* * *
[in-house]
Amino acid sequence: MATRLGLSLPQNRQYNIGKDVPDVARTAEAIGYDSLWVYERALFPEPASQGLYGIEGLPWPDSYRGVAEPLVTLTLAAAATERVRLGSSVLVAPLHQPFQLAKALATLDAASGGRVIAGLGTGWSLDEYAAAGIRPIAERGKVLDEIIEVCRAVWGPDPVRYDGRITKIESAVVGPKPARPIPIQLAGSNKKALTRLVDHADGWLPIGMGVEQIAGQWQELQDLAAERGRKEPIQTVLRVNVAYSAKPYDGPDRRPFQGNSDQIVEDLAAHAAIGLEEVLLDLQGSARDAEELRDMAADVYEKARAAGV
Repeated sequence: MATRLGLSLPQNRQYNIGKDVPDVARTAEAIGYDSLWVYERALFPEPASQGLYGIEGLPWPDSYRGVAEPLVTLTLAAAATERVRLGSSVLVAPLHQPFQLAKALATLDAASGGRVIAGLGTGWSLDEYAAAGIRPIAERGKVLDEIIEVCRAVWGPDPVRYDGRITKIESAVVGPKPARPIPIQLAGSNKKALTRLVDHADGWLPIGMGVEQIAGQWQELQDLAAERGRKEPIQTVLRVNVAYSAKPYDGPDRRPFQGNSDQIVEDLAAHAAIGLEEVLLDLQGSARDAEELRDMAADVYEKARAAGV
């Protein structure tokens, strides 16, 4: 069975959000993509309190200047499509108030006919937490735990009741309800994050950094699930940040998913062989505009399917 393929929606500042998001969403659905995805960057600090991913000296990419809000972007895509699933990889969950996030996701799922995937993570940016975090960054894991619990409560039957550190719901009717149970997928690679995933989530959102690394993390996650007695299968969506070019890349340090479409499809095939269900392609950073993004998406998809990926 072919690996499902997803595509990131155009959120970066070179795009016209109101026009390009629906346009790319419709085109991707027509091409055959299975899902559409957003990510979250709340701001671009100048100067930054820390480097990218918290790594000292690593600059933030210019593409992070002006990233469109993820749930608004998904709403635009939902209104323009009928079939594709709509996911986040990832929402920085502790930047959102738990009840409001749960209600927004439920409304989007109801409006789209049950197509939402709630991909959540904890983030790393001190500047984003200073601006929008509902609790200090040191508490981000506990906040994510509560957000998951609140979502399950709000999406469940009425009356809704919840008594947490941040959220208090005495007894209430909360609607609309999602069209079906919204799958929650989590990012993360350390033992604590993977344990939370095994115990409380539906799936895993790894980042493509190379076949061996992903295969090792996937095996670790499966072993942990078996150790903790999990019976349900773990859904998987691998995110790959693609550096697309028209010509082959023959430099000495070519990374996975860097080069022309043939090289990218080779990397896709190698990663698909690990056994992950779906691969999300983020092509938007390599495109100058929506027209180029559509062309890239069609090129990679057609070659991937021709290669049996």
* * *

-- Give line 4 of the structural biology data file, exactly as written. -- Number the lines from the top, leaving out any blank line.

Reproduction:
């Protein structure tokens, strides 16, 4: 069975959000993509309190200047499509108030006919937490735990009741309800994050950094699930940040998913062989505009399917 393929929606500042998001969403659905995805960057600090991913000296990419809000972007895509699933990889969950996030996701799922995937993570940016975090960054894991619990409560039957550190719901009717149970997928690679995933989530959102690394993390996650007695299968969506070019890349340090479409499809095939269900392609950073993004998406998809990926 072919690996499902997803595509990131155009959120970066070179795009016209109101026009390009629906346009790319419709085109991707027509091409055959299975899902559409957003990510979250709340701001671009100048100067930054820390480097990218918290790594000292690593600059933030210019593409992070002006990233469109993820749930608004998904709403635009939902209104323009009928079939594709709509996911986040990832929402920085502790930047959102738990009840409001749960209600927004439920409304989007109801409006789209049950197509939402709630991909959540904890983030790393001190500047984003200073601006929008509902609790200090040191508490981000506990906040994510509560957000998951609140979502399950709000999406469940009425009356809704919840008594947490941040959220208090005495007894209430909360609607609309999602069209079906919204799958929650989590990012993360350390033992604590993977344990939370095994115990409380539906799936895993790894980042493509190379076949061996992903295969090792996937095996670790499966072993942990078996150790903790999990019976349900773990859904998987691998995110790959693609550096697309028209010509082959023959430099000495070519990374996975860097080069022309043939090289990218080779990397896709190698990663698909690990056994992950779906691969999300983020092509938007390599495109100058929506027209180029559509062309890239069609090129990679057609070659991937021709290669049996």